Toward understanding male flutists in public schools: a qualitative study
Goldstein, Harold Bruce
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Research has suggested that musical instruments are not only gender-stereotyped, but the association of the flute with femininity, in particular, is still quite strong. The prospect of boys playing the flute has remained controversial among public school students. In this qualitative collective case study, male flute students were examined through interview and observation. This research focused on the initial factors that encouraged these students to begin playing the flute and subsequently investigated how and why the students chose to continue or discontinue playing the instrument. Elements of each student's background were investigated, including: family, peers, school environment, and social and personal interpretations of masculinity in modern society. Participants were interviewed to the point of data saturation. Eight boys were interviewed: four current and four former flutists. Part of the research focus was also on students' personal characteristics and how they may relate to each student's continuing or discontinuing playing the instrument. Students were interviewed using a pre-planned interview guide and interviews were triangulated with observations in a school music classroom situation if the boy still participated, or another academic classroom if the boy did not still participate. Descriptive narratives were written about each boy to complete data analysis. A cross-case analysis developed to interpret the data. This study found personal and social factors that influence boys' success in playing the flute in the public school environment, including: personality, age, presence of other boys, the instrument selection process, adult support, peer reactions, and social groups. The conclusions of this study provided insight on musical instrument gender stereotyping and the instrument selection process as boys attempted to cross the boundaries on what has been portrayed as the most controversial of the gender stereotyped instruments. This study suggested that the flute was still strongly female gender-stereotyped, the instrument selection process played an important role in the memories of high school boys, boys received more harassment about the flute being a girls' instrument than other forms of harassment, boys who were the only flutist in their school or band felt lonely, and boys who shared the flute-playing experience with other boys formed fast bonds between themselves. Questions were raised about the best age to start the instrument selection process, the age during which students determine instrumental music continuation, and the role students and instruments play together in forming a musical voice. These conclusions were applied to help music educators as they continue to address these stereotypes with future students and help students choose instruments upon which they will find musical success while maintaining a quality music program.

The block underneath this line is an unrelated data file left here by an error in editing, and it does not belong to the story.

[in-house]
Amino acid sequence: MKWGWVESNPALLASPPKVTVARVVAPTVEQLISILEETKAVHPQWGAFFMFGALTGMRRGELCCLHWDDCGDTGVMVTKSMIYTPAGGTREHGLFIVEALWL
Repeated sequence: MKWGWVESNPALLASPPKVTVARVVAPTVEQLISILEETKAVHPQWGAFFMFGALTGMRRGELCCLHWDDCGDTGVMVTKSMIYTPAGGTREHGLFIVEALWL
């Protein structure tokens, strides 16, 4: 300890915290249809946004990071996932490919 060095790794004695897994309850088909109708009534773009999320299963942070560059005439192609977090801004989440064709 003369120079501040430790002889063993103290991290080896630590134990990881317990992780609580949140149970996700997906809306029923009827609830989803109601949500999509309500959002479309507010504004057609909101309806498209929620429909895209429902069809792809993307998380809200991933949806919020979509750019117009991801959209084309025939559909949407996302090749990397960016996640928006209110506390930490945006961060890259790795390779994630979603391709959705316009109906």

Thesis (D.M.A.)--Boston University